Hurrah for the safety of a nine-year old Wainuiomata girl who spent the night up a tree after becoming lost and was reunited with her family the following day.
Notwithstanding that the family would have been through sheer hell for the 20 or so hours Veetia Vaculik-Hamilton was lost, what a fantastic outcome for all of us, in a time when we're reading of battered and dead babies in the Waikato and another little girl killed after falling off the back of a ute on a farm in North Canterbury.
It could have been so different. I'm sure many readers felt like I did when I read the initial story of her being lost, I thought: oh God, here we go again. Another young child fallen victim to some creepy miscreant stalking empty public places after hours. Another period of nightmares for those of us unable to turn off our imaginations as to what might have happened to that girl in the hours before her tragic end.
I wondered also, however, about the safety of letting a nine year old girl play in a deserted school grounds during the weekend by herself. Just generally I mean - in no way is this a criticism of her family. We don't know the exact circumstances of her ending up at the school in any case - perhaps she didn't tell her family where she was going.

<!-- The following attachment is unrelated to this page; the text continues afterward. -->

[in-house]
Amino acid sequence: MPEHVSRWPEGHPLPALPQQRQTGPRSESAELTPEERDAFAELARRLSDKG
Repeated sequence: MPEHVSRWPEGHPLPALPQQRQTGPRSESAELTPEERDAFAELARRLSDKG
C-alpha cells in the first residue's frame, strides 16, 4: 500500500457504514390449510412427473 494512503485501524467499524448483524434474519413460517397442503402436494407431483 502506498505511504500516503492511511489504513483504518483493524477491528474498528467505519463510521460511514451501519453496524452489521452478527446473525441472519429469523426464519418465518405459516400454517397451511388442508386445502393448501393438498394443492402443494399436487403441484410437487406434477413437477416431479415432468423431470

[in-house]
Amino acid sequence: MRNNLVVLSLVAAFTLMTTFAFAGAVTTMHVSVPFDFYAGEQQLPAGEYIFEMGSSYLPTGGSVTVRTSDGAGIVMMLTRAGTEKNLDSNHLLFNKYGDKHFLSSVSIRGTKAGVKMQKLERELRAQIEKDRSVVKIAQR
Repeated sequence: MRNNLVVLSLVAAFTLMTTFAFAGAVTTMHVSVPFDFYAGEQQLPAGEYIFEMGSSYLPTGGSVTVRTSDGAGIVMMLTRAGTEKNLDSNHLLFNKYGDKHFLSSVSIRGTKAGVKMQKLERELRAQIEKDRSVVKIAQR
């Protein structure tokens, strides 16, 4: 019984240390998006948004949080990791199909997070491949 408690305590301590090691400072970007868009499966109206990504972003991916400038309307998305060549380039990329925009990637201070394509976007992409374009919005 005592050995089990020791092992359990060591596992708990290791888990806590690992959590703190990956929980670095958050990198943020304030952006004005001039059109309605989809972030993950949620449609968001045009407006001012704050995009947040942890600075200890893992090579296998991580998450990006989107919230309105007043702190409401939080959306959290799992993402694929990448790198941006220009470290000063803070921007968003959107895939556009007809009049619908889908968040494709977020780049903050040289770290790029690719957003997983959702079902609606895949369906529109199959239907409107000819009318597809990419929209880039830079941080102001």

However, I couldn't help but wonder about whether I would let my youngish child - male or female - play in a deserted school grounds after hours. 'No' would be my instinct - but am I then one of those parents who wrap their kids up in cotton wool, as our generation is so often charged with?
If I am, it's probably because I was raised not so much wrapped up in cotton wool, but practically suffocated in it. We also lived some 300 metres from a primary school, but there was no way any of us were allowed up there alone during times when school was out. My parents were particularly strict, granted. But my mother - a school teacher who had often worked at school over weekends and late into evenings, had seen some things in her time including various shady looking creatures knocking on her classroom door and asking to use telephones and toilets and such.
Her worst fears were realised some years later when teacher Lois Dear was killed by Whetu Te Hiko in her Strathmore School classroom as she prepared for the school term.
That's a worst-case scenario, and perhaps not overly instructive for the rest of us. There is always a desire to allow our children freedom to roam and enjoy the outdoors, and for many people, that freedom is best enjoyed alone.
The question remains, I guess, how young is too young for kids to enjoy public spaces by themselves. Yes they should be able to - but are they, in modern times, really able to?